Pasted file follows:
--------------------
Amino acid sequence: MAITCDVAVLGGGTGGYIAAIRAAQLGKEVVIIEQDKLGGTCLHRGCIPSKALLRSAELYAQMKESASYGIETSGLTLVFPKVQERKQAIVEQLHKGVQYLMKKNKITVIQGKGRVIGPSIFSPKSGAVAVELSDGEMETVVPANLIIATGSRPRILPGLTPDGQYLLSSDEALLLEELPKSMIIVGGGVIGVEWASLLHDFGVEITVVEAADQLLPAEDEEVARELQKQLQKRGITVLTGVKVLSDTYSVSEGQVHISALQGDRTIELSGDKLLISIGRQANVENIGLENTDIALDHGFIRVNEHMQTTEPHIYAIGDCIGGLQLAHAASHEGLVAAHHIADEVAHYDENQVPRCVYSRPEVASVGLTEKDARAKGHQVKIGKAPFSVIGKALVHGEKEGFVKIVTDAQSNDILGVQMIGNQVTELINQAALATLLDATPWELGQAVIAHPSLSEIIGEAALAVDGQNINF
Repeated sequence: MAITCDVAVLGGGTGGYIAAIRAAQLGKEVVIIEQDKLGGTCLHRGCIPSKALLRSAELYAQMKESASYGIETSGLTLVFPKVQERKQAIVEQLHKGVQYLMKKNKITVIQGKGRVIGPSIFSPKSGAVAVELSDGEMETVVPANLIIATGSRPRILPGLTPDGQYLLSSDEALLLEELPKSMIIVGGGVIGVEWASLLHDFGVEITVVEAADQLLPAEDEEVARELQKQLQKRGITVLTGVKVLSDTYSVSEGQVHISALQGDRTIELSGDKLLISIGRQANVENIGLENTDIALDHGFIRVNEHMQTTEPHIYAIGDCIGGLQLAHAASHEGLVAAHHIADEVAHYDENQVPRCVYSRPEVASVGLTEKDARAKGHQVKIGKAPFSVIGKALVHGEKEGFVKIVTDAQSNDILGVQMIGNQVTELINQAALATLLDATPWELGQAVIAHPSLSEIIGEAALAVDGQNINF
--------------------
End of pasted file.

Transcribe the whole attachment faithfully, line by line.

Amino acid sequence: MAITCDVAVLGGGTGGYIAAIRAAQLGKEVVIIEQDKLGGTCLHRGCIPSKALLRSAELYAQMKESASYGIETSGLTLVFPKVQERKQAIVEQLHKGVQYLMKKNKITVIQGKGRVIGPSIFSPKSGAVAVELSDGEMETVVPANLIIATGSRPRILPGLTPDGQYLLSSDEALLLEELPKSMIIVGGGVIGVEWASLLHDFGVEITVVEAADQLLPAEDEEVARELQKQLQKRGITVLTGVKVLSDTYSVSEGQVHISALQGDRTIELSGDKLLISIGRQANVENIGLENTDIALDHGFIRVNEHMQTTEPHIYAIGDCIGGLQLAHAASHEGLVAAHHIADEVAHYDENQVPRCVYSRPEVASVGLTEKDARAKGHQVKIGKAPFSVIGKALVHGEKEGFVKIVTDAQSNDILGVQMIGNQVTELINQAALATLLDATPWELGQAVIAHPSLSEIIGEAALAVDGQNINF
Repeated sequence: MAITCDVAVLGGGTGGYIAAIRAAQLGKEVVIIEQDKLGGTCLHRGCIPSKALLRSAELYAQMKESASYGIETSGLTLVFPKVQERKQAIVEQLHKGVQYLMKKNKITVIQGKGRVIGPSIFSPKSGAVAVELSDGEMETVVPANLIIATGSRPRILPGLTPDGQYLLSSDEALLLEELPKSMIIVGGGVIGVEWASLLHDFGVEITVVEAADQLLPAEDEEVARELQKQLQKRGITVLTGVKVLSDTYSVSEGQVHISALQGDRTIELSGDKLLISIGRQANVENIGLENTDIALDHGFIRVNEHMQTTEPHIYAIGDCIGGLQLAHAASHEGLVAAHHIADEVAHYDENQVPRCVYSRPEVASVGLTEKDARAKGHQVKIGKAPFSVIGKALVHGEKEGFVKIVTDAQSNDILGVQMIGNQVTELINQAALATLLDATPWELGQAVIAHPSLSEIIGEAALAVDGQNINF